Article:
As the first or second-change, picking up from early work by Shami and Umesh Yadav, Mohit's job was bowling tight, attacking the stumps and drying up the runs. "So that Ashwin and Jadeja can take advantage. It helps me hugely when Shami and Umesh are bowling well with the new ball because the batsmen are already under pressure and I have to bowl to my strength," Mohit said. "Which is what I have done for the last ten 12 years I have to keep doing that - line and length and bowl according to the wicket."
Yet what is this gradual but almost instant magic that gets a bowling unit whose reputation had been driven into the dirt to step up and hit their rhythm and direction all at the same time?
A similar spell had taken hold of India's bowling unit in 2003 World Cup as Javagal Srinath, then the senior of the three bowlers, said. There was an acceptance of specific roles and a mutual trust that brought an honesty about individual strengths and weaknesses. "We had an overall plan, it was our collective plan, it was something we had arrived at together, that's the most crucial part of this," Srinath said.
Early in his international career, as a non-striker Srinath had often heard Imran Khan giving his tyros Wasim Akram and Waqar Younis ball-by-ball coaching from mid-on, wise advice with free fruity epithets. In 2003, almost a decade more experienced than Zaheer Khan and Ashish Nehra, it was Srinath who was often coached by Nehra from mid-on or mid-off. "He usually had 25 options for every ball. I listened. We had a great tournament."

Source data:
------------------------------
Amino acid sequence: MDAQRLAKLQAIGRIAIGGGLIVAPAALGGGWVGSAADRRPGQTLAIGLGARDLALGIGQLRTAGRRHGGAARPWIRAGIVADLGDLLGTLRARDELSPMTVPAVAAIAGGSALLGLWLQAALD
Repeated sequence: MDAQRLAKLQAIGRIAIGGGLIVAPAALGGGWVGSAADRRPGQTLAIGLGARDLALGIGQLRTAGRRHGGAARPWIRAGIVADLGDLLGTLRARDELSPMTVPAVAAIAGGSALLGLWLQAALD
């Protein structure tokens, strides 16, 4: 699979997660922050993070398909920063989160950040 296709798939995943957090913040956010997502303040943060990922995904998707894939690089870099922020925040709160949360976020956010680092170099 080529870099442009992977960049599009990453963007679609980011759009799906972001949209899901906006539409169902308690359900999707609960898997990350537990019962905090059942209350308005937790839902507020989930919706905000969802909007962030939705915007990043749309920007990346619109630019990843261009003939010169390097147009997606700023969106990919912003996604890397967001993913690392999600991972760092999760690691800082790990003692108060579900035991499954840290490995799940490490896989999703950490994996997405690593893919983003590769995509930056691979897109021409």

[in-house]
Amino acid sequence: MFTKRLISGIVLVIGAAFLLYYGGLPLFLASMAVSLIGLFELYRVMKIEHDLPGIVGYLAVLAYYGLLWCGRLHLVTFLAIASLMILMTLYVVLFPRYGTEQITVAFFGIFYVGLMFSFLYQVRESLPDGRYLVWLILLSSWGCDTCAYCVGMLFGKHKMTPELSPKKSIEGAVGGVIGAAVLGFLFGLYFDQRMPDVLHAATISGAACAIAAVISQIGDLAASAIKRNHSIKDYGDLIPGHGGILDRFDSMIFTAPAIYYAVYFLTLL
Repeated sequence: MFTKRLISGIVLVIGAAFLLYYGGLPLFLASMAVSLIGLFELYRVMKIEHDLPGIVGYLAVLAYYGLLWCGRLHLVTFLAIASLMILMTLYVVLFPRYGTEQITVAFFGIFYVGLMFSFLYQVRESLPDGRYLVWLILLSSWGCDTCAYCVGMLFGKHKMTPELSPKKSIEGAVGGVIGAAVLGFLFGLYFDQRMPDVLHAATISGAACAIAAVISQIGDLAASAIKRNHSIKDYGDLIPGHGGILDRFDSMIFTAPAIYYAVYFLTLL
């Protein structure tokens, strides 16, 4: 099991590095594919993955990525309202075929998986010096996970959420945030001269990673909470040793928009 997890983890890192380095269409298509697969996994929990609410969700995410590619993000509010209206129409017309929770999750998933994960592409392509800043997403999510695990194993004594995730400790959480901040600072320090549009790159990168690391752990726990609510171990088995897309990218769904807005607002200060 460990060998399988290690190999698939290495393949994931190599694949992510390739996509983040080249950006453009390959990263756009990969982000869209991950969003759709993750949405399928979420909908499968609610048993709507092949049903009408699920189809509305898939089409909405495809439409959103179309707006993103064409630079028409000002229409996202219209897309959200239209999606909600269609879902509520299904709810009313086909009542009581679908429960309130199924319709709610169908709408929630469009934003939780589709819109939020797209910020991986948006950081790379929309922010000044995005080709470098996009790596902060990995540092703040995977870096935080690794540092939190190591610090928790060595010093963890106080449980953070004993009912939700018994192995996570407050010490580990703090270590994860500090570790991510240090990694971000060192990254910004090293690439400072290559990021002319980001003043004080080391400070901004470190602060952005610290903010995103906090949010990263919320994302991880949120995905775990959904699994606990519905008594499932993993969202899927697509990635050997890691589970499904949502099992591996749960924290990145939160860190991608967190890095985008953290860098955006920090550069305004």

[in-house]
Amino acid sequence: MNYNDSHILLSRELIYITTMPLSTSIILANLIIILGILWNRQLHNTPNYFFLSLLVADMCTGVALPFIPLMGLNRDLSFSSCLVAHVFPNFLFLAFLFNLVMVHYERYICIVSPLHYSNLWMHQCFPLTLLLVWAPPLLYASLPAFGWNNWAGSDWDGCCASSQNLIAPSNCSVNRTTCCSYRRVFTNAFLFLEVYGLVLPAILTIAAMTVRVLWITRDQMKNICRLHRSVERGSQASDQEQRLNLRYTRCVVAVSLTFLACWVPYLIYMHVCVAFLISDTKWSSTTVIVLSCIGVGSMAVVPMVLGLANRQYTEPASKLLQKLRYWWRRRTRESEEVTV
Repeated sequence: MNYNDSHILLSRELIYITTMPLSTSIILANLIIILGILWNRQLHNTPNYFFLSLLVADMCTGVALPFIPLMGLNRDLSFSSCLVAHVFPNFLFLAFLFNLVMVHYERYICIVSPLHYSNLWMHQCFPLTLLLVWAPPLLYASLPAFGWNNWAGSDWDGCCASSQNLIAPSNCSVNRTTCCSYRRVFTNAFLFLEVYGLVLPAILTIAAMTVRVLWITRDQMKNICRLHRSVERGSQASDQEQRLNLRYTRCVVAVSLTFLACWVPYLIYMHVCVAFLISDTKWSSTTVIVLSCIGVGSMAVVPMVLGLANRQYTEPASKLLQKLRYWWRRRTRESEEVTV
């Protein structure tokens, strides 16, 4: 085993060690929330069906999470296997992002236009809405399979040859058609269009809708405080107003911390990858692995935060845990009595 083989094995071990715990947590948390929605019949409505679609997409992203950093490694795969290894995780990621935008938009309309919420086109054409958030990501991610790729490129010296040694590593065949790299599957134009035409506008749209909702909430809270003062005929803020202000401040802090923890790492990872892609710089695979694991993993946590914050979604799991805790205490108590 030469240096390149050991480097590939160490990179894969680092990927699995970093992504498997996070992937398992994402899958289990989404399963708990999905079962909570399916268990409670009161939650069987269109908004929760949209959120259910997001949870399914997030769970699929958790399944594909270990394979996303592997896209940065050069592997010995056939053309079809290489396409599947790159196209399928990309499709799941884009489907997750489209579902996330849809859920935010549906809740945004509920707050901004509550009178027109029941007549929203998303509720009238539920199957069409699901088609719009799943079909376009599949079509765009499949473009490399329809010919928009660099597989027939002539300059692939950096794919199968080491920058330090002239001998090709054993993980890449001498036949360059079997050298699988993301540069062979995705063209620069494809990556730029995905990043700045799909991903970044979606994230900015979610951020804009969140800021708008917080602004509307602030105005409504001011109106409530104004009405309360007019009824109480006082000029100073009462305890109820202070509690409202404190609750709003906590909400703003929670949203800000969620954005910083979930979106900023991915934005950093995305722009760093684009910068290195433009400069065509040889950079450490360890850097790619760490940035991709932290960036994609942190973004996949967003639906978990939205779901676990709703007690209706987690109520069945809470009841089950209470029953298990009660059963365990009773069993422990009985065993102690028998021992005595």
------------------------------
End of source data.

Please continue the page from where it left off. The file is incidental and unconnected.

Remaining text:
The 2015 tournament has gone well too and Dhoni's ODI captaincy has played its part. "He is absolutely practical when it comes to an individual's own situation and his own situtation," Srinath said. "He won't go after a bowler for having a bad over, but get the man off and make the bowling changes when it is required, instead of wasting his energy beating the guy down. You don't have to do that."
During their long tour of Australia, the Indians had reached, "a time of distress when the team is under pressure," according to Srinath. It can lead to the formation of a core group of about four or five players who then take the lead. The pressure, in this case, came from the impending onset of the World Cup. It is a time when a player must "really dig deeper to know what you have and what could be realised. That's what World Cup does to you. To my mind, as an Indian player, you are under maximum stress during the World Cup," Srinath said.
Srinath called the spell from Shami and Umesh in Perth as "one of the finest bowling I have seen by an Indian pair. The way was ball was carrying was fantastic, speed, accuracy, with no time for anyone to play, the West Indians didn't look like they could handle it."
When their former bowling coach Joe Dawes had described India's bowlers as a "wolf pack" during a dire Test series in England, many jokes were made about sheep and lambs. At the World Cup, India's bowlers have bared their teeth.
Sharda Ugra is senior editor at ESPNcricinfo